Yet even the high-performance computing (HPC) offered by such supercomputers will be challenged by some highly complex computational problems. Quantum computers offer the potential to solve such problems many times faster than conventional supercomputers.
To date, quantum computing technology has been used primarily by scientific institutes, government agencies and in the aerospace sector, but Volkswagen Group hopes to develop commercially viable applications of the technology.
Testing D-Wave’s quantum computer
The first research project where quantum computing will be applied to traffic flow optimisation is in the Chinese city of Beijing. “Data scientists and big data experts from our IT labs in San Francisco and Munich are testing the programming of applications and algorithms on D-Wave’s quantum computer,” says Hofmann.
“Our experts have already successfully developed and tested a traffic flow optimisation algorithm. Our strategic cooperation with D-Wave is very valuable to us, as our current focus is on the further development of specialist expertise and entrepreneurially meaningful applications,” he says. “Further projects are to follow in the course of cooperation with D-Wave.”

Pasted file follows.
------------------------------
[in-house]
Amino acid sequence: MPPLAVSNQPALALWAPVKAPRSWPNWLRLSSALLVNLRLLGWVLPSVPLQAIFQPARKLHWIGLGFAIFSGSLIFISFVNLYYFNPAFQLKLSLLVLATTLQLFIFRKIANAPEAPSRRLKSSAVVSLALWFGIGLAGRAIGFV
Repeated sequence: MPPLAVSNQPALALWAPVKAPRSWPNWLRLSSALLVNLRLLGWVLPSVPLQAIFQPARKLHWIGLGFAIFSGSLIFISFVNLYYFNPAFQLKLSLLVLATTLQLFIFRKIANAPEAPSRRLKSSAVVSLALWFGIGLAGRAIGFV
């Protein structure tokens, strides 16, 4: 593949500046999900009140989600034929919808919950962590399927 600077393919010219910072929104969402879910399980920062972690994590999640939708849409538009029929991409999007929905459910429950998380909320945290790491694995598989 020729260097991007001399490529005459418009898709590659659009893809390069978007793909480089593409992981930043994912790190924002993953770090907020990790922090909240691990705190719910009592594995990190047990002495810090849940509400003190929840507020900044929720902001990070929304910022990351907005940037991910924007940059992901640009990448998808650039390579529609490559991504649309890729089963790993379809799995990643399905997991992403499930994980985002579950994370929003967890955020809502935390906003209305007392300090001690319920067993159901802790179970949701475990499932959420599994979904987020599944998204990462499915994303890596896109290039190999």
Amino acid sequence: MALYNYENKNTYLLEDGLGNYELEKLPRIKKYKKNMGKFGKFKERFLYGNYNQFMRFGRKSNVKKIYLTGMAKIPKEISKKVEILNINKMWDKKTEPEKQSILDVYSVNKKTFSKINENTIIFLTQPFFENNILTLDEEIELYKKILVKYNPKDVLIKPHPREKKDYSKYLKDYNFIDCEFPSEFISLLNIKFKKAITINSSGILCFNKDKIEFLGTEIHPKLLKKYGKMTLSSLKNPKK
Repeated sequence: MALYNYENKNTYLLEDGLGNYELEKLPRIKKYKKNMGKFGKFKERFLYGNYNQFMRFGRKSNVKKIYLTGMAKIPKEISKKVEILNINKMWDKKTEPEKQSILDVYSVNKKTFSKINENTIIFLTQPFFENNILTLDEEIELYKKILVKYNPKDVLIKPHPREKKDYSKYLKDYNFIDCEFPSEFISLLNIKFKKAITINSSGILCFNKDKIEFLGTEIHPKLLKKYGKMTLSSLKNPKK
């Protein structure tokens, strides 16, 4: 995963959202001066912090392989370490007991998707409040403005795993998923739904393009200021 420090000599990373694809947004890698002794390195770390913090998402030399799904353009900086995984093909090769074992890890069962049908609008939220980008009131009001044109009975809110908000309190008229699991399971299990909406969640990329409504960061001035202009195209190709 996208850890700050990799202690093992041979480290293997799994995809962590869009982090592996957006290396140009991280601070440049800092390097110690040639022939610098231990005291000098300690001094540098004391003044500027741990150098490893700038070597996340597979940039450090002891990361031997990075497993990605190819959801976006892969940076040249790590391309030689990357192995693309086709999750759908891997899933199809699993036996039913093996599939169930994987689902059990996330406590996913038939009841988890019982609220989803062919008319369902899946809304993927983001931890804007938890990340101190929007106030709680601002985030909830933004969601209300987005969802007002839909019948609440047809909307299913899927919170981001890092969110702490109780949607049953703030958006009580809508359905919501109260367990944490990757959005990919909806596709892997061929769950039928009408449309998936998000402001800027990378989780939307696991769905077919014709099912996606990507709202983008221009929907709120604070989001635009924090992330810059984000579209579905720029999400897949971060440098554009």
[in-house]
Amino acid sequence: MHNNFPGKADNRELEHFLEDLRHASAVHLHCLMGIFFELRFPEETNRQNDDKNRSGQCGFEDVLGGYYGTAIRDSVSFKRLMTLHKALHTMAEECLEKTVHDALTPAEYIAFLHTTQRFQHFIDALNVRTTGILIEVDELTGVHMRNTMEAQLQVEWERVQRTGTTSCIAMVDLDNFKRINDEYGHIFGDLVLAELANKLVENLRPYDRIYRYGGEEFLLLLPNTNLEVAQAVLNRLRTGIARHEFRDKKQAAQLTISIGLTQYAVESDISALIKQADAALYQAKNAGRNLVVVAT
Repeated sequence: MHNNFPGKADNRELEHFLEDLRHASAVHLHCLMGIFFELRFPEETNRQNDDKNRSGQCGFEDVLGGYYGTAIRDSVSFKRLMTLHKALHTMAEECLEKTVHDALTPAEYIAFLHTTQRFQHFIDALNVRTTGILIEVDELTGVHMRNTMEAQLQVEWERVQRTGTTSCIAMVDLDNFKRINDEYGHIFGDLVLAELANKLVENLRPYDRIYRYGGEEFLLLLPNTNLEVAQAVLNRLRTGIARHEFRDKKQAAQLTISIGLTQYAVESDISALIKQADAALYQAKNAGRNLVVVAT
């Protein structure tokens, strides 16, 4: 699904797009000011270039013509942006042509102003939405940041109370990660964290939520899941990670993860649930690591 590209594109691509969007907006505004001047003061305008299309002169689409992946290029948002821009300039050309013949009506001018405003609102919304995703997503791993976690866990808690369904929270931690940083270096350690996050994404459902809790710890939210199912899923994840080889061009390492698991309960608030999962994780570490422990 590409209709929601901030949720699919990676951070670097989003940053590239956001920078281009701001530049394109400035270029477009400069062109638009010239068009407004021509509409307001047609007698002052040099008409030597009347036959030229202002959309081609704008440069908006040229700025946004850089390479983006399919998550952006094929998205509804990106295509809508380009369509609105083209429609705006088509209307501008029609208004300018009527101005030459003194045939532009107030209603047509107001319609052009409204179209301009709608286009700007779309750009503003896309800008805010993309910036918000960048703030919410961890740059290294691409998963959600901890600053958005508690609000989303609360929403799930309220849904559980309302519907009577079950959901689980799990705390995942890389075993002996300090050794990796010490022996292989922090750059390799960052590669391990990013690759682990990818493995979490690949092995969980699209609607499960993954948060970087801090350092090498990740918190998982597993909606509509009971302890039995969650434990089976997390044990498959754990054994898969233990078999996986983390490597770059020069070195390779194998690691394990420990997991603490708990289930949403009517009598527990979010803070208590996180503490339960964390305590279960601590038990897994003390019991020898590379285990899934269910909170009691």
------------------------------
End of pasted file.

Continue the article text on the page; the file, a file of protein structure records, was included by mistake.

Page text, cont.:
In simplified terms, an optimisation problem considers how a specific resource – such as time, money or energy – can be used in the best possible way in a certain scenario. The complexity of the task, and therefore the computing capacity required exponential growth. Running optimisation algorithms when there are huge numbers of variables can quickly overpower conventional computers, pushing them beyond their limits.
“Our current focus is on the further development of specialist expertise and entrepreneurially meaningful applications”
Martin Hofmann, Volkswagen Group
Conventional high-performance computers can be applied to solve such computationally complex problems, but, according to Hofmann, they may take 30 to 45 minutes to produce results that a quantum computer can deliver in three seconds.